Black Pistol Fire – Big Beat ’59. RD 14/8/2012

Big Beat ’59 is the toe tapping new album by Black Pistol Fire. Pushing together the kind of Amazing riffs you hear from the Black Keys with the fun dirty electric guitar sound of Sea Sick Steve, everyone who manages not to break out into some air guitar will not help but head nod and toe tap along.

This is the Canadian Rock duo’s second album in as many years. With the sound they create it is not surprising the duo, Kevin Mckneown and Eric Owen, settled in Austin, Texas in 2009. They are the kind of band who could smash into the mainstream at any time so be prepared.

This is an album for real music lovers, every song has a riff that would not sound out place coming from the guitars of some of the greatest guitarists of the past 40 years. The sound they create is the kind of rustic unmistakably American sound that recent great bands have come across the pond with.Image

Its one of those albums that has so many reasons for you to listen to it from start to finish, one being its the kind of album were any of the songs could be a single, every song lives up to the high standard the song before sets. Another reason is that it has a bit of everything. There are sounds created that you can relate to bands from Wolf Mother to The Kings of Leon and amazingly it all fits. Kevin McKeowns singing style meshes perfectly with his guitar riffs and Eric Owens aggressive drumming.

Black Pistol Fire draw obvious similarities with the Black Keys, not only because of the fact they are a duo but also their similar music style however that cannot be a bad thing, just look at how much worldwide success the black keys have had. To do what the Black keys do takes talent and by jove do these lads have talent.

Bombay Bicycle Club live in New York City 30/7/2012

I arrived in New York City at 1PM after waking up at 4AM and a 7 hour flight. It was 88 degrees and there was a jam on the bypass so the sweltering taxi had to travel through the Queens traffic to the Midtown tunnel. Around 1.45 we rose up out the tunnel onto Manhattan Island, into the towers of Midtown, into the central hub of the world.

After eating lunch and a small breath taking walk through our surroundings we clocked into our hotel at 4.30. On 7.00 O’clock me and my brother walked the 26 blocks through the famous skyscrapers of the Garment district, passing the lavish restaurants of Chelsea into the older, relaxed Greenwich Village.

We arrived at Webster Hall at 7.45, neon lights spelt out the venue name above the old fashioned replaceable letters which that night spelt “Bowery presents Bombay bicycle club”. We stood under the entrance at the front of the queue for 20 minutes; the door man let my brother in despite him not having his ID. We went up a set of stairs, through some doors into the grand ballroom. That’s when it finally hit home, I was going to see Bombay bicycle club live in New York City.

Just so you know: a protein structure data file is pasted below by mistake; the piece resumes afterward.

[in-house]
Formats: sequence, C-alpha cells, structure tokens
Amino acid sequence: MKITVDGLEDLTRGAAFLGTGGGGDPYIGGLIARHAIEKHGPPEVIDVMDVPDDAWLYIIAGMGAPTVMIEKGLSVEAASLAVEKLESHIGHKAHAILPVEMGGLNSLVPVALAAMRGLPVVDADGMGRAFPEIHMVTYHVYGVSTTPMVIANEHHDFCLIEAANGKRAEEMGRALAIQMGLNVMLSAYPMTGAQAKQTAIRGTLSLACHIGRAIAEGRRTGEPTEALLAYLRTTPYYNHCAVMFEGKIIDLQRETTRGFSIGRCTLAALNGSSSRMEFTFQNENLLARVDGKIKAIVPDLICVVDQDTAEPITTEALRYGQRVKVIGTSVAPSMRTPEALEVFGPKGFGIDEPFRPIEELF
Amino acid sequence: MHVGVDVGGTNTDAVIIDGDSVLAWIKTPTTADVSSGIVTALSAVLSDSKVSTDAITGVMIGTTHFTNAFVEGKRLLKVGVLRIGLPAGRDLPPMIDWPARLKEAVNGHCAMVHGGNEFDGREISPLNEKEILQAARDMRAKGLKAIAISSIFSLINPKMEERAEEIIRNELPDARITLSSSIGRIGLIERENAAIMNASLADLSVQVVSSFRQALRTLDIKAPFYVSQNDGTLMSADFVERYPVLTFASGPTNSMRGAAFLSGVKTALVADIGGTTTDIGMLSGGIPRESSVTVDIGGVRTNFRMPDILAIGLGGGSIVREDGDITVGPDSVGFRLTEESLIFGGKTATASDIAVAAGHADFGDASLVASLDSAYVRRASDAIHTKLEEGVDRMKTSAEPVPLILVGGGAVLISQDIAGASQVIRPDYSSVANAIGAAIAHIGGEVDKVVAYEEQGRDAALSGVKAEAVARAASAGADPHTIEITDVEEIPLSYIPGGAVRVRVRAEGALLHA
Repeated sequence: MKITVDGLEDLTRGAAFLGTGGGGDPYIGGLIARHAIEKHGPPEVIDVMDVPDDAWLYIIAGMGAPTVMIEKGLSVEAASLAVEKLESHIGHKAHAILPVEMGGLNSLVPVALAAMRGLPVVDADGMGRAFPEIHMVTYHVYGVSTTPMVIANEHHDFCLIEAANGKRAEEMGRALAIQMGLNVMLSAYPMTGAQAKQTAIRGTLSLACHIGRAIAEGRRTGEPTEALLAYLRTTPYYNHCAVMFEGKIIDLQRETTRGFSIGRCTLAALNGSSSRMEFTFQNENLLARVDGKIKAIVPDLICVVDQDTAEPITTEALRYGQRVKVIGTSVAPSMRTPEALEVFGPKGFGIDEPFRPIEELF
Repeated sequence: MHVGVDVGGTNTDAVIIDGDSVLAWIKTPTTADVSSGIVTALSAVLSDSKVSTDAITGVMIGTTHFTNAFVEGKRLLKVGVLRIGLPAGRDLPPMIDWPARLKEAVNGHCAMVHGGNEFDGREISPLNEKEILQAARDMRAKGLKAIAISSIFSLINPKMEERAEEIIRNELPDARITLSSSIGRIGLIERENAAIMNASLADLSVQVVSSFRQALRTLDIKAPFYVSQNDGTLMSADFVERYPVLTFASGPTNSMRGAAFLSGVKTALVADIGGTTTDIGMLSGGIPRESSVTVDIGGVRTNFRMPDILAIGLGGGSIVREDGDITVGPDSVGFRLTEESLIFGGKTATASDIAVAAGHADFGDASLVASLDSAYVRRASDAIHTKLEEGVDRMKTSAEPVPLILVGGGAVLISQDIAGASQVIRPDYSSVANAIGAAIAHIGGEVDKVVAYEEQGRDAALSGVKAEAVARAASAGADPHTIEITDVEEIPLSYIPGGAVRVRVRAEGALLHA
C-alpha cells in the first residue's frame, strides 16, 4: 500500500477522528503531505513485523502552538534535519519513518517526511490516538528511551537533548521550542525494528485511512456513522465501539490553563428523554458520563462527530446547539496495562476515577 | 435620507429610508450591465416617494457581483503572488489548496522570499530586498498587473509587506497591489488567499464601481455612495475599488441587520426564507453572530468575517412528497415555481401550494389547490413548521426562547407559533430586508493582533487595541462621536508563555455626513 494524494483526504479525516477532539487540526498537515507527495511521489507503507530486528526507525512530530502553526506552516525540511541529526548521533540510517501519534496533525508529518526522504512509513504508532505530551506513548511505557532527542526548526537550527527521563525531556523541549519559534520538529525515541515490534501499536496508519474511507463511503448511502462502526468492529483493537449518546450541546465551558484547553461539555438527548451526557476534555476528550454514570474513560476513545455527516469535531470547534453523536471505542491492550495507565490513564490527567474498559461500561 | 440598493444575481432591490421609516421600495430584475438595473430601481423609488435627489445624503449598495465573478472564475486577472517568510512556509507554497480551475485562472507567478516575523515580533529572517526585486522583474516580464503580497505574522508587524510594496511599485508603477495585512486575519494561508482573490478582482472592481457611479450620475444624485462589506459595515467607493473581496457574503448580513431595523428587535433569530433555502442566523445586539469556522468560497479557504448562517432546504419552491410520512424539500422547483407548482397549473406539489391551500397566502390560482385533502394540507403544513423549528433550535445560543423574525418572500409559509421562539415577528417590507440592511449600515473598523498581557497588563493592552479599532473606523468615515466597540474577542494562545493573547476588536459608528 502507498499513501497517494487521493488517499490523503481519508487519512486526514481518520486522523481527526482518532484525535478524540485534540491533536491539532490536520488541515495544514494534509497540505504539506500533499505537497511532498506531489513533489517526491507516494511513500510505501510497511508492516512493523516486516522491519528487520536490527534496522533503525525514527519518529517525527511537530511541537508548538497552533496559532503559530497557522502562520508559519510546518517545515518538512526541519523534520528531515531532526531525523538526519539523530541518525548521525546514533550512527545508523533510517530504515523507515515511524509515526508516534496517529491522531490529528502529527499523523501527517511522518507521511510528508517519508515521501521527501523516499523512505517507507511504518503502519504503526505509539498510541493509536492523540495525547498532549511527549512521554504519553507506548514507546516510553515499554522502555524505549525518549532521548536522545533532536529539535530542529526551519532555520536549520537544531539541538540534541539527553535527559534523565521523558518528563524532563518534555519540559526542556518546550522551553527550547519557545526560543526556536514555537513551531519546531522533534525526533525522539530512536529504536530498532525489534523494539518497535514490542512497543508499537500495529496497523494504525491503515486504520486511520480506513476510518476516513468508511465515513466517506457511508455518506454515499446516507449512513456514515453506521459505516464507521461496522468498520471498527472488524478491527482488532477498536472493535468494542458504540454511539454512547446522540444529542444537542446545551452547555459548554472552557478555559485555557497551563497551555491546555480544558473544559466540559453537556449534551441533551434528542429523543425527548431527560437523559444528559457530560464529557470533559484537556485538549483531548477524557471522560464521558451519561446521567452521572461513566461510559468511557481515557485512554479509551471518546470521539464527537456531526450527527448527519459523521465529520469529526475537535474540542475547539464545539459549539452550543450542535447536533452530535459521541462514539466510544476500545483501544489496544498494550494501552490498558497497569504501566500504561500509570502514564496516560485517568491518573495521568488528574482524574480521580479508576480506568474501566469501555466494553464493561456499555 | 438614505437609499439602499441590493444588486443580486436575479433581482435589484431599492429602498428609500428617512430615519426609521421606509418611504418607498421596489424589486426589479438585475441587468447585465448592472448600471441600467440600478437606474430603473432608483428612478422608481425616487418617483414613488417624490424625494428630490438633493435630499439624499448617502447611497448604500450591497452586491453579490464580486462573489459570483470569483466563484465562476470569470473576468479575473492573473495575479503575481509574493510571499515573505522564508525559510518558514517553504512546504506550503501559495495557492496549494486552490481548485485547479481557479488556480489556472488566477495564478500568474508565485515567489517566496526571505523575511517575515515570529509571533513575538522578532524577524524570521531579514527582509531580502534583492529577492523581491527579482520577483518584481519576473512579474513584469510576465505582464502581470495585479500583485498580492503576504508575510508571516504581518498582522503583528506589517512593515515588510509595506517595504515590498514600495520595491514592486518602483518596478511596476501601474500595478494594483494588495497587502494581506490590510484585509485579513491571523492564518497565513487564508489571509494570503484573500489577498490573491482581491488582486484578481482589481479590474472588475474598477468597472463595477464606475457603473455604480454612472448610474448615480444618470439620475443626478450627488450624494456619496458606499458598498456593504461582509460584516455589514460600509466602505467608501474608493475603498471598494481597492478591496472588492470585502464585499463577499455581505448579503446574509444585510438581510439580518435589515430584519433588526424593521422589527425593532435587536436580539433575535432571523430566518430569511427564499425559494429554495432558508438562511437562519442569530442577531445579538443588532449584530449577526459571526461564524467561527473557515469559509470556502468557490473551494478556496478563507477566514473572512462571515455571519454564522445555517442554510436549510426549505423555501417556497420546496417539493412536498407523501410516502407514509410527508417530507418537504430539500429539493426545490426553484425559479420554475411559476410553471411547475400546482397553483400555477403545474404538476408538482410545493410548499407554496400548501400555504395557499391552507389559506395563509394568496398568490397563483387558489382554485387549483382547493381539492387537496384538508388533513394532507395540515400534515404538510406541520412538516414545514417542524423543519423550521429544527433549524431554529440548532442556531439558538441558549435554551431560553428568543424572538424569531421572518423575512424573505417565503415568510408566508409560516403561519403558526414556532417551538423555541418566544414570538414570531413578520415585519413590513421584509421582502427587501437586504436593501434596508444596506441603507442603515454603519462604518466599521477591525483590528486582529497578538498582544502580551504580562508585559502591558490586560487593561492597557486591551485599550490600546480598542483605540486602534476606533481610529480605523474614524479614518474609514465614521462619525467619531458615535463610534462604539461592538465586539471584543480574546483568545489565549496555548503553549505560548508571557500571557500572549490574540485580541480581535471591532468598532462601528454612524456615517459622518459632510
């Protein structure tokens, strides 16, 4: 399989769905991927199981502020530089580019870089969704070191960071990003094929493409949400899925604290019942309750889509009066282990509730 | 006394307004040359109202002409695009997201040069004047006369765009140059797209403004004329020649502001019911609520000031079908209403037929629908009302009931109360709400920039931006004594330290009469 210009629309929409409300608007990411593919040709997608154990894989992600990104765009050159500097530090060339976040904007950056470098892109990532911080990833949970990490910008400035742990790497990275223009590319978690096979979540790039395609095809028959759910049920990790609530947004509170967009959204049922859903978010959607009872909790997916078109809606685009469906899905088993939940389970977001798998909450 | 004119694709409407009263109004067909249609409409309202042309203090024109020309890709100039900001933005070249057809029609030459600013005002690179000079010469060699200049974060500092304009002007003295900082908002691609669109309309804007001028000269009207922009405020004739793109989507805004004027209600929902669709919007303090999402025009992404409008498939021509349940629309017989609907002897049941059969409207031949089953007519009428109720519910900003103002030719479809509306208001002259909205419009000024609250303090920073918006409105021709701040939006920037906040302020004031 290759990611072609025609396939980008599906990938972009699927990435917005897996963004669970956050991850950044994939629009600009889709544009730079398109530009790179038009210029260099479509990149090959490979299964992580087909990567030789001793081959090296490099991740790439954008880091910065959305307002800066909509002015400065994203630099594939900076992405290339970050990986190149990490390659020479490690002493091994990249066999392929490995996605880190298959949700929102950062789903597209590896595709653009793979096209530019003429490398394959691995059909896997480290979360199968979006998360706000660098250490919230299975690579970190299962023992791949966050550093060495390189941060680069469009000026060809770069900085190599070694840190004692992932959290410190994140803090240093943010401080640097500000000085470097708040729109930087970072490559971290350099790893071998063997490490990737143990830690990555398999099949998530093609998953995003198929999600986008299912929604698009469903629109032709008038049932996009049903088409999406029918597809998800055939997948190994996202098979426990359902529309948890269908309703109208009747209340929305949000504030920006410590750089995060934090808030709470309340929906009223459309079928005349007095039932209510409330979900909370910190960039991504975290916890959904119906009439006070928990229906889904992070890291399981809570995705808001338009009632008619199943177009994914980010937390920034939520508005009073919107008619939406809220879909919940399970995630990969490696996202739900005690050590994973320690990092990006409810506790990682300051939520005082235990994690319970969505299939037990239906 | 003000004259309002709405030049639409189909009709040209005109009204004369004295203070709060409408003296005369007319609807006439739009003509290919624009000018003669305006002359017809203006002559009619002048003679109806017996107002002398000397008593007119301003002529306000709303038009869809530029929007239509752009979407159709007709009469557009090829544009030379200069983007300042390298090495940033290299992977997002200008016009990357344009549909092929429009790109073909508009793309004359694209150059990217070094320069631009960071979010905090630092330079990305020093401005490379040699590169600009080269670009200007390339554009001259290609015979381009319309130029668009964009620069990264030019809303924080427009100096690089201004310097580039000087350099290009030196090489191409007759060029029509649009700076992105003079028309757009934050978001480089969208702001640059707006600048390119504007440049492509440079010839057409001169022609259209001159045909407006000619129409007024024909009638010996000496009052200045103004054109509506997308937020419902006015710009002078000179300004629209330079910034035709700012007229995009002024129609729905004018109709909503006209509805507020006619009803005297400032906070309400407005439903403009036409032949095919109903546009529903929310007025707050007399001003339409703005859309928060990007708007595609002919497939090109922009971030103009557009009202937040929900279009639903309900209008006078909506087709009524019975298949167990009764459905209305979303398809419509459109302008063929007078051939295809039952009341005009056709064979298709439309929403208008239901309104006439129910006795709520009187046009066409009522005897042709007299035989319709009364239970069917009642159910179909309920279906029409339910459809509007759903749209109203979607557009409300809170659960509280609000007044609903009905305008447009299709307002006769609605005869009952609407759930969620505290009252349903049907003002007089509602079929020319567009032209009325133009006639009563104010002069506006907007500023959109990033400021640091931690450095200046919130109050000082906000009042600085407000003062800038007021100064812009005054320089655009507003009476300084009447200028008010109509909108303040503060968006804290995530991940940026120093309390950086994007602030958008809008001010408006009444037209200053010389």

I was buzzing, couldn’t keep still, the venue was not huge. It was a 1,500 capacity room, no seating just a few bars and a balcony rapping around the edge, yet it seemed spectacular. The atmosphere was hyped but relaxed, everyone chilled but ready, it had been a long, long day but I was on a high.

The support band were canadian, one Plants and Animals, a folk, rock band who warmed the crowd up with a quality performance. They were well received by the growing crowd, after their 45 minuet set Webster Hall was full. The venue was warm, that and the length of the day before me meant I was starting to tire.

Bombay Bicycle club came on stage to rapturous applause and went straight into there first song How can you swallow so much sleep. From the first strum of the guitar it was perfect. The atmosphere turned incredible, the sound was mesmerising and the tiredness drained from me. “Can I wake you up, can I wake you up?” By the time the first lyrics were sang there was a smile on my face from ear to ear, the song kicked in and everybody was moving, smiling and singing.

We were standing right in front of bassist Ed Nash, early on his talent became clear. The sound he created was both powerful and delicate. With singer Jack Steadman and guitarist Jamie MacColl creating the Bombay sound and Suren de Saram keeping the beat it gave Ed the rare opportunity for a bassist to be more creative and have a lead role live. He did superbly; especially in the song Evening/ Morning were he really got the crowd dancing with the songs great bass riff.

Evening/ Morning was played between Ivy & Gold and Cancel On Me, my favourite part of the show, the crowd was in full swing and these three songs played together created an atmosphere of pure joy and passion.

The experience was magical, arriving in New York then walking through the different sceneries of Manhattan. My brother having his stroke of luck at the door and seeing the stage for the first time, the first soft sounds bringing the gig to life, magical. The peak came at the final song of the set which was of course Always Like This played with usual precision.

An extra ordinary day ending with a magical gig. New York City, Bombay Bicycle Club thank you.

1. How Can You Swallow So Much Sleep 2. Your Eyes 3. Dust On The Ground 4. Open House 5. It’s Alright Now 6. Lights Out, Words Gone 7. Leave It 8. Ivy & Gold 9. Evening/Morning 10. Cancel On Me 11. Beg 12. What You Want 13. Always Like This

Encore: Shuffle, Carry Me, What If